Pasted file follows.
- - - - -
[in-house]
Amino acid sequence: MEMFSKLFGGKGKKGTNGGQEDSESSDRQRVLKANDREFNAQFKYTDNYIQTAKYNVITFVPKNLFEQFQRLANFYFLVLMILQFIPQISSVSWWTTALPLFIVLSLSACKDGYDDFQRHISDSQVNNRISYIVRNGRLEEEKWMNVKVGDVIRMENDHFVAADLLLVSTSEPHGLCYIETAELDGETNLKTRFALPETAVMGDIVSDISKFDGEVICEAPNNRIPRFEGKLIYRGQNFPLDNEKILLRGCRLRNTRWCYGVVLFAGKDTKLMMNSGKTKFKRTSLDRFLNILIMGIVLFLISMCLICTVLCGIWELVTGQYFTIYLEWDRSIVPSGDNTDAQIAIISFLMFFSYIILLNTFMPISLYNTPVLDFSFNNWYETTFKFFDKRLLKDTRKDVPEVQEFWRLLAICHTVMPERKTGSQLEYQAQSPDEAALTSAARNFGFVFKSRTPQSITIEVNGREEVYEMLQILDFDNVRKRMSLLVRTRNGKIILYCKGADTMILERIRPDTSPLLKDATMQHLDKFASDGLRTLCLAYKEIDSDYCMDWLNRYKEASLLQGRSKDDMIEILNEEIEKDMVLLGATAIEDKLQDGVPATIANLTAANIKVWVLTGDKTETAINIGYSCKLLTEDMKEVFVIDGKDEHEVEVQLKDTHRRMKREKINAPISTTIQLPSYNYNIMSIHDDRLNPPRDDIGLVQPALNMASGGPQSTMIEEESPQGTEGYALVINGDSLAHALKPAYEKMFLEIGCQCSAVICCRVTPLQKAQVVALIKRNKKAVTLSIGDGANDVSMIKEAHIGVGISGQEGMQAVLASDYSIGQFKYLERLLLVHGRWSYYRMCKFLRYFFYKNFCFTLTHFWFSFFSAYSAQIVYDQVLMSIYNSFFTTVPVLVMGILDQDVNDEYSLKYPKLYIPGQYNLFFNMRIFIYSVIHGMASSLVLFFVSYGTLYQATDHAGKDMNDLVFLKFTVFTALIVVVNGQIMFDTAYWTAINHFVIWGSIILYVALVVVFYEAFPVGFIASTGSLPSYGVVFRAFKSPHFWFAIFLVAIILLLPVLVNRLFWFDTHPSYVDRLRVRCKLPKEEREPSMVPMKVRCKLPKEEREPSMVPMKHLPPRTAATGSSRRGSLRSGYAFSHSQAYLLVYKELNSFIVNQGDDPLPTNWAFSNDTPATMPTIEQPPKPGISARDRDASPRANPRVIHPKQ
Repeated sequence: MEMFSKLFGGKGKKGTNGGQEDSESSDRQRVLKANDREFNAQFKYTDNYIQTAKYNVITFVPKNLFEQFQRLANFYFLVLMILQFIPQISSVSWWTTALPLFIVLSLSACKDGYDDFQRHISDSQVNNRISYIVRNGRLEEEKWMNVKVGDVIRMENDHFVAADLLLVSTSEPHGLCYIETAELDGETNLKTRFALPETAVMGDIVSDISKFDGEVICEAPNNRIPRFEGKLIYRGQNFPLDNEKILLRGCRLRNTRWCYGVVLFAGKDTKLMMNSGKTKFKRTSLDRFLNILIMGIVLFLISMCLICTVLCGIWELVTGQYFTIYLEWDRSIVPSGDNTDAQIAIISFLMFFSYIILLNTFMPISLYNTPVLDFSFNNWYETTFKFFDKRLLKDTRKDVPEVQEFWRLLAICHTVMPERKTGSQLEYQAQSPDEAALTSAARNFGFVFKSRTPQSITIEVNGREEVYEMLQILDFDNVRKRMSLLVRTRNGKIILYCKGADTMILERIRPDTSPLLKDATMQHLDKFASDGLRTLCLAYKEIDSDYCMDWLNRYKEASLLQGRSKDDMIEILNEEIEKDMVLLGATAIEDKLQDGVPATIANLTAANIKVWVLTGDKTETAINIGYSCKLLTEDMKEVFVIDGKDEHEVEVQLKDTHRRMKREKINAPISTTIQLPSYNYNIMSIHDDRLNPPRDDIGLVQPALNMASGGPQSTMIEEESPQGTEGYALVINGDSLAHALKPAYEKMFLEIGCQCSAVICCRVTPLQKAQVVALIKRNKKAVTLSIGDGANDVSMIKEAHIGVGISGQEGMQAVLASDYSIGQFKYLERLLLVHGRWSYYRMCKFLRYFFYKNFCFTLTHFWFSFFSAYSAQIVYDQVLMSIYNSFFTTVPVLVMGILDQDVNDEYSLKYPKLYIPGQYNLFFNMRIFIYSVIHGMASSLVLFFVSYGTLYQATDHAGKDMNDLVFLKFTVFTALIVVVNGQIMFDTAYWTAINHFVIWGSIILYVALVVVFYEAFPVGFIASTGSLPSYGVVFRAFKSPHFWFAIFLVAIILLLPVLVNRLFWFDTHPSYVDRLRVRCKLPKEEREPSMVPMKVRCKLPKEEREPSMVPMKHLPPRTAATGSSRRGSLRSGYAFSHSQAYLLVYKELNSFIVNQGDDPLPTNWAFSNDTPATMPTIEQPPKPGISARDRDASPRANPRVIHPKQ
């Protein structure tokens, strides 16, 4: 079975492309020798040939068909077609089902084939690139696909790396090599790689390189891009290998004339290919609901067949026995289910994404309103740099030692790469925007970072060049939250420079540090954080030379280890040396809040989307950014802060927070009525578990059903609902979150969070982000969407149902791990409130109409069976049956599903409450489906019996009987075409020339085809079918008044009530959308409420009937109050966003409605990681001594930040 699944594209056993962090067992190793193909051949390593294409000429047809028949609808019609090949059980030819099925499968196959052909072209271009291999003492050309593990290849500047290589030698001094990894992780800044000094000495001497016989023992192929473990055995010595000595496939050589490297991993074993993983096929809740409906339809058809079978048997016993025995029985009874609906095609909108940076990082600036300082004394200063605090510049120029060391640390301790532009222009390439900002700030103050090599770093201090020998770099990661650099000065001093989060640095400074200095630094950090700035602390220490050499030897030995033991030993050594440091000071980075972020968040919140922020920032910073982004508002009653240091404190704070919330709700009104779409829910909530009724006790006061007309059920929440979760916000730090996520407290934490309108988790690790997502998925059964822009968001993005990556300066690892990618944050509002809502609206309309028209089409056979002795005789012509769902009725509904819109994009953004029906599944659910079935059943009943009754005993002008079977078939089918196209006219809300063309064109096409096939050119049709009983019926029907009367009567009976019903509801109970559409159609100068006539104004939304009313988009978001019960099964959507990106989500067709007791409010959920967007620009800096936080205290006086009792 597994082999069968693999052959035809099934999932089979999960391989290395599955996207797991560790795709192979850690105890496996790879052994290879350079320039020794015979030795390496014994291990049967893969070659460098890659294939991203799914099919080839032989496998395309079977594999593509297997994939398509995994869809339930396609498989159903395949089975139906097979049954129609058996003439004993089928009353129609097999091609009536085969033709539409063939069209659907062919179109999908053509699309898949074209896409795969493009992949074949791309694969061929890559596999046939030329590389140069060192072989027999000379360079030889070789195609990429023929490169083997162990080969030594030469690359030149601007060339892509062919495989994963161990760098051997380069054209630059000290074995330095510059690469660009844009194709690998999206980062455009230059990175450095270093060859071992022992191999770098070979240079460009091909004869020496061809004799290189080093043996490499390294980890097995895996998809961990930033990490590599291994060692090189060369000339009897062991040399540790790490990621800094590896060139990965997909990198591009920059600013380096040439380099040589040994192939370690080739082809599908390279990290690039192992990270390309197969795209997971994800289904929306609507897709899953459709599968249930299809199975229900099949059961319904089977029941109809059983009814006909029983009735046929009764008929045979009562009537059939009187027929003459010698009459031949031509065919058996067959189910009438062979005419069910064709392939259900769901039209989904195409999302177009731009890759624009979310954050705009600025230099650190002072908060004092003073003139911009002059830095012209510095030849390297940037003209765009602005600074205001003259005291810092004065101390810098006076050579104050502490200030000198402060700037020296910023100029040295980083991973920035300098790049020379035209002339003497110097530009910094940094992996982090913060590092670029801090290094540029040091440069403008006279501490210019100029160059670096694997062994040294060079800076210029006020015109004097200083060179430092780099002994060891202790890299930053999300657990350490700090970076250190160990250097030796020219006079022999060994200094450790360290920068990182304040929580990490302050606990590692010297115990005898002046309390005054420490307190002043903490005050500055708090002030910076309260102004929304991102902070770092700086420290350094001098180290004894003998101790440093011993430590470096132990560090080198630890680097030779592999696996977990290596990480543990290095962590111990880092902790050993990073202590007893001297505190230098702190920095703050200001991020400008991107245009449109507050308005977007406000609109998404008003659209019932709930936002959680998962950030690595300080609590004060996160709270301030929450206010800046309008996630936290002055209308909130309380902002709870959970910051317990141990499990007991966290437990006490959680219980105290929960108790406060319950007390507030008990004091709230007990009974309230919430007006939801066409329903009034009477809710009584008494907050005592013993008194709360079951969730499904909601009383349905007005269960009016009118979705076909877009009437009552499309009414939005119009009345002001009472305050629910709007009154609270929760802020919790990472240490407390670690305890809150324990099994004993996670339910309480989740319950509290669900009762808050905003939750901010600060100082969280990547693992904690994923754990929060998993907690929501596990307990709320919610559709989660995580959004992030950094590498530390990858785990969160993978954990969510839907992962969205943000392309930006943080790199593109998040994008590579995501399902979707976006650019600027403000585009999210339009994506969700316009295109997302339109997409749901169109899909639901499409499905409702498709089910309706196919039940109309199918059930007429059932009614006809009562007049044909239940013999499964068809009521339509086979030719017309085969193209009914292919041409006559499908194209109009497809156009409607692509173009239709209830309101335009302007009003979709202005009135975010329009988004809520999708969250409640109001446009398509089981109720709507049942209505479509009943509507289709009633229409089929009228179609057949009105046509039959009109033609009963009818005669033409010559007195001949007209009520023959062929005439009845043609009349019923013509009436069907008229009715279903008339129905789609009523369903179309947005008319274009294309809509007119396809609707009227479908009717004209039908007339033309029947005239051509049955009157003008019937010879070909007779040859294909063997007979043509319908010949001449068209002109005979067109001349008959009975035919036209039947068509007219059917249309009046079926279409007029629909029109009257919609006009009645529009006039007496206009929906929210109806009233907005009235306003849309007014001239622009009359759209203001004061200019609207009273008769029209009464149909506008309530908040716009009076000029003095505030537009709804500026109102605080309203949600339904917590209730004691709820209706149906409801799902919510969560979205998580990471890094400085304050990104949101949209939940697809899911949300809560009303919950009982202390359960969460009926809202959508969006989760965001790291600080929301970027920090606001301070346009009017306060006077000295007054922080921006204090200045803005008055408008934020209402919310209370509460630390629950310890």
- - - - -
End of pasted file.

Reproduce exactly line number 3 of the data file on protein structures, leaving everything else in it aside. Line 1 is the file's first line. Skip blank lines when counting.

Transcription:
Repeated sequence: MEMFSKLFGGKGKKGTNGGQEDSESSDRQRVLKANDREFNAQFKYTDNYIQTAKYNVITFVPKNLFEQFQRLANFYFLVLMILQFIPQISSVSWWTTALPLFIVLSLSACKDGYDDFQRHISDSQVNNRISYIVRNGRLEEEKWMNVKVGDVIRMENDHFVAADLLLVSTSEPHGLCYIETAELDGETNLKTRFALPETAVMGDIVSDISKFDGEVICEAPNNRIPRFEGKLIYRGQNFPLDNEKILLRGCRLRNTRWCYGVVLFAGKDTKLMMNSGKTKFKRTSLDRFLNILIMGIVLFLISMCLICTVLCGIWELVTGQYFTIYLEWDRSIVPSGDNTDAQIAIISFLMFFSYIILLNTFMPISLYNTPVLDFSFNNWYETTFKFFDKRLLKDTRKDVPEVQEFWRLLAICHTVMPERKTGSQLEYQAQSPDEAALTSAARNFGFVFKSRTPQSITIEVNGREEVYEMLQILDFDNVRKRMSLLVRTRNGKIILYCKGADTMILERIRPDTSPLLKDATMQHLDKFASDGLRTLCLAYKEIDSDYCMDWLNRYKEASLLQGRSKDDMIEILNEEIEKDMVLLGATAIEDKLQDGVPATIANLTAANIKVWVLTGDKTETAINIGYSCKLLTEDMKEVFVIDGKDEHEVEVQLKDTHRRMKREKINAPISTTIQLPSYNYNIMSIHDDRLNPPRDDIGLVQPALNMASGGPQSTMIEEESPQGTEGYALVINGDSLAHALKPAYEKMFLEIGCQCSAVICCRVTPLQKAQVVALIKRNKKAVTLSIGDGANDVSMIKEAHIGVGISGQEGMQAVLASDYSIGQFKYLERLLLVHGRWSYYRMCKFLRYFFYKNFCFTLTHFWFSFFSAYSAQIVYDQVLMSIYNSFFTTVPVLVMGILDQDVNDEYSLKYPKLYIPGQYNLFFNMRIFIYSVIHGMASSLVLFFVSYGTLYQATDHAGKDMNDLVFLKFTVFTALIVVVNGQIMFDTAYWTAINHFVIWGSIILYVALVVVFYEAFPVGFIASTGSLPSYGVVFRAFKSPHFWFAIFLVAIILLLPVLVNRLFWFDTHPSYVDRLRVRCKLPKEEREPSMVPMKVRCKLPKEEREPSMVPMKHLPPRTAATGSSRRGSLRSGYAFSHSQAYLLVYKELNSFIVNQGDDPLPTNWAFSNDTPATMPTIEQPPKPGISARDRDASPRANPRVIHPKQ